According to the latest NERC quarterly report, Nigeria’s average available generation capacity in the fourth of 2022 stood at 4,503.59MW.
The claim that Nigeria still struggles to generate 4000-5000MW is TRUE according to public records.
Eighty per cent of Nigeria’s electricity generation is from gas.
Findings by FactCheckHub show that the claim is TRUE.
Natural gas is the primary fuel source for power generation in Nigeria. However, inadequate gas supply, pipeline vandalism, and pricing challenges have affected the availability of gas to power plants, leading to reduced electricity generation.
El-Rufai attributed the country’s epileptic power system to gas constraints, hampering the production capacities of generating companies (GenCos). He says 80 per cent of power generation is sourced from gas.
Findings show that out of the 28 electricity generation companies (GenCos), merely three operate as hydro plants: Shiroro, Kainji, and Jebba. The rest are gas-fired power plants, which means they rely on a steady gas supply to produce electricity.
According to International Energy Agency , 80 per cent of power generation comes from gas; most of the remainder comes from oil. The latest quarterly report released by the NERC shows that approximately 75 per cent of the available generation capacity is gas-based. The report, made public on July 31, stated that most of the power plants in Nigeria’s Electricity Supply Industry (NESI) are dependent on “associated Gas.”
Moreover, as of the last quarter of 2022, insufficient gas, according to NERC “resulted in the reduced generation from Geregu National Independent Power Project (NIPP) (97,201.07MWh), Olorunsogo (176,090.50MWh), Omotosho NIPP (106,295.57MWh), and Rivers IPP (156,890.67MWh).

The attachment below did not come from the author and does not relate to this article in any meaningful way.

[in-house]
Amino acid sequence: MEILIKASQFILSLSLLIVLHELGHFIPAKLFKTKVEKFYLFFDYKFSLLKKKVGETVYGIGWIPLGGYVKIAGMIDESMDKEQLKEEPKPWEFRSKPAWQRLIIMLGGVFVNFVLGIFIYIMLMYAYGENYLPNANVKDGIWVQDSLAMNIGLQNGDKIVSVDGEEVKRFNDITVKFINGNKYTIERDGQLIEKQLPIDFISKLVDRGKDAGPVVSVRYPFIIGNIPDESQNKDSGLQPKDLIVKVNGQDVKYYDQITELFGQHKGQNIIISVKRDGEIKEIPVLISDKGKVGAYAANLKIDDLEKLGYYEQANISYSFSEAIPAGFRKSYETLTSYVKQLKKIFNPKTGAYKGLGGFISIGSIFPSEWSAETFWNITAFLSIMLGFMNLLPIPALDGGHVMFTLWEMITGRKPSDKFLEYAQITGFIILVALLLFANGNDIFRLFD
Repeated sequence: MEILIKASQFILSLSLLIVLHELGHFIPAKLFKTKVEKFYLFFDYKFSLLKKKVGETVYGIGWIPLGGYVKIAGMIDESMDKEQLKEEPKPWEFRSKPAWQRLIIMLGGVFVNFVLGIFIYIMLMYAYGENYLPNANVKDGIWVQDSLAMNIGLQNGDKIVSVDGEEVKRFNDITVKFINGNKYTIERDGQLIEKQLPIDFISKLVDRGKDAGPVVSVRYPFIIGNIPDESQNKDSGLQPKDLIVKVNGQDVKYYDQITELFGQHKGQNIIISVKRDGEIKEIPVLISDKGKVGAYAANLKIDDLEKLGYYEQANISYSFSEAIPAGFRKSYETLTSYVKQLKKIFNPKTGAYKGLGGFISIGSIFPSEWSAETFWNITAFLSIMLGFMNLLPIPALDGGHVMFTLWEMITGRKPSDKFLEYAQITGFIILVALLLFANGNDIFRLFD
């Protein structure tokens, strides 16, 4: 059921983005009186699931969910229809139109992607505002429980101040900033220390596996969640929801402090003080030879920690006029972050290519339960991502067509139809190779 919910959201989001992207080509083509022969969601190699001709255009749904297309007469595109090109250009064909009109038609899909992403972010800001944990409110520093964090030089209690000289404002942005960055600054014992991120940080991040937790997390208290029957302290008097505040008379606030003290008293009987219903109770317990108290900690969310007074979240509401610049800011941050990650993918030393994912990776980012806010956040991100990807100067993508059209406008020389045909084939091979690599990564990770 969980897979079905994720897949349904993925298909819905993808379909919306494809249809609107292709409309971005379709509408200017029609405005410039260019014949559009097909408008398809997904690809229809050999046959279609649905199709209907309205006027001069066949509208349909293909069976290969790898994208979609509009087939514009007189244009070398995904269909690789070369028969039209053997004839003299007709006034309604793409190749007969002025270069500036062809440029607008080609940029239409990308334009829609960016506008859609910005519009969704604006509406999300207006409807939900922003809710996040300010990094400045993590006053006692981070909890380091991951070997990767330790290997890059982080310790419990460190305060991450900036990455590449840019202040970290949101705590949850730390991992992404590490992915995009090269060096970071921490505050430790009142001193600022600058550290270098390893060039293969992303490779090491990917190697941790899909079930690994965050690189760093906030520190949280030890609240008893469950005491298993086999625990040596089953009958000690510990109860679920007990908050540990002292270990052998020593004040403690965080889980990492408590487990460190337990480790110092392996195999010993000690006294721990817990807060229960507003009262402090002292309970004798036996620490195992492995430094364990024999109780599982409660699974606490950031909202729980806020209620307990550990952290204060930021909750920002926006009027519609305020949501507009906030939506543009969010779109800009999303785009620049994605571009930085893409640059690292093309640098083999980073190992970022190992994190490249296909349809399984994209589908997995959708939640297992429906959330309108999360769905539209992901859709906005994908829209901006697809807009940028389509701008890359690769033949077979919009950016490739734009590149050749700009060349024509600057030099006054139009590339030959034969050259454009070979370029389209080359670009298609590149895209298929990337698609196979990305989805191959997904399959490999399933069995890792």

El-Rufai’s position that gas is the major source of electricity in Nigeria is correct, and that 80 per cent of power generation comes from gas is mostly TRUE.
Banks have taken over 5 to 6 of our electricity companies due to liquidation.
Findings by FactCheckHub show the claim is TRUE.
Nigeria’s power sector was unbundled and privatised in 2013 with a view to creating a competitive market that would improve management and efficiency, attract private investment, increase generation, and provide a reliable and cost-efficient power supply.
However, the quest to deliver a cost-efficient power supply to Nigerians remains a pipe dream due to poor leadership and weak regulatory intervention.
The situation has defied successive governments as the sector continues to falter in inefficiency. Most private DISCos are also struggling financially to run the companies.
As a result, the federal government, in collaboration with Fidelity Bank and AMCON, took over the affairs of five electricity distribution companies, also known as DISCOs, over debts owed to Fidelity Bank.
The step is to save the companies from insolvency, among other reasons.
The affected companies are Kano Eectricity Distribution Company (KEDCO), Ibadan Electricity Distribution Company (IBEDC), Benin Electricity Distribution Company (BEDC), Kaduna Electric, and Port Harcourt Electricity Distribution Company (PHED).
The claim by EL-Rufai that about five to six DISCOs have been taken over by banks is TRUE, according to public records.